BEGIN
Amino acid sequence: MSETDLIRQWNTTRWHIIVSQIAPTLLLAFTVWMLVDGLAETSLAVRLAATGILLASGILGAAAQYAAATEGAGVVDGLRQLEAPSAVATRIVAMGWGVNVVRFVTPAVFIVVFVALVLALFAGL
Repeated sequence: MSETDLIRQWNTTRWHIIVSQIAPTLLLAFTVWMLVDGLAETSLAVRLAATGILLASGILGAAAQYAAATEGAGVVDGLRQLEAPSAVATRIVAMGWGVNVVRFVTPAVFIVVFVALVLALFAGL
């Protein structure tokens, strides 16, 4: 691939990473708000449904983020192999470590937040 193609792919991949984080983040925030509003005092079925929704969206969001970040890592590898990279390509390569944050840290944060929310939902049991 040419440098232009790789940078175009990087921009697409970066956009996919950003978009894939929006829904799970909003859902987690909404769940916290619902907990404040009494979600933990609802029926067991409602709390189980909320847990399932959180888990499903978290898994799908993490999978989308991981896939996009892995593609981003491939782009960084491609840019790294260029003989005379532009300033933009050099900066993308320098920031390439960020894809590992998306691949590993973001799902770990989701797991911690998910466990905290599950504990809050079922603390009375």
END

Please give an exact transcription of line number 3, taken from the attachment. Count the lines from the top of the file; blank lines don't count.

């Protein structure tokens, strides 16, 4: 691939990473708000449904983020192999470590937040 193609792919991949984080983040925030509003005092079925929704969206969001970040890592590898990279390509390569944050840290944060929310939902049991 040419440098232009790789940078175009990087921009697409970066956009996919950003978009894939929006829904799970909003859902987690909404769940916290619902907990404040009494979600933990609802029926067991409602709390189980909320847990399932959180888990499903978290898994799908993490999978989308991981896939996009892995593609981003491939782009960084491609840019790294260029003989005379532009300033933009050099900066993308320098920031390439960020894809590992998306691949590993973001799902770990989701797991911690998910466990905290599950504990809050079922603390009375």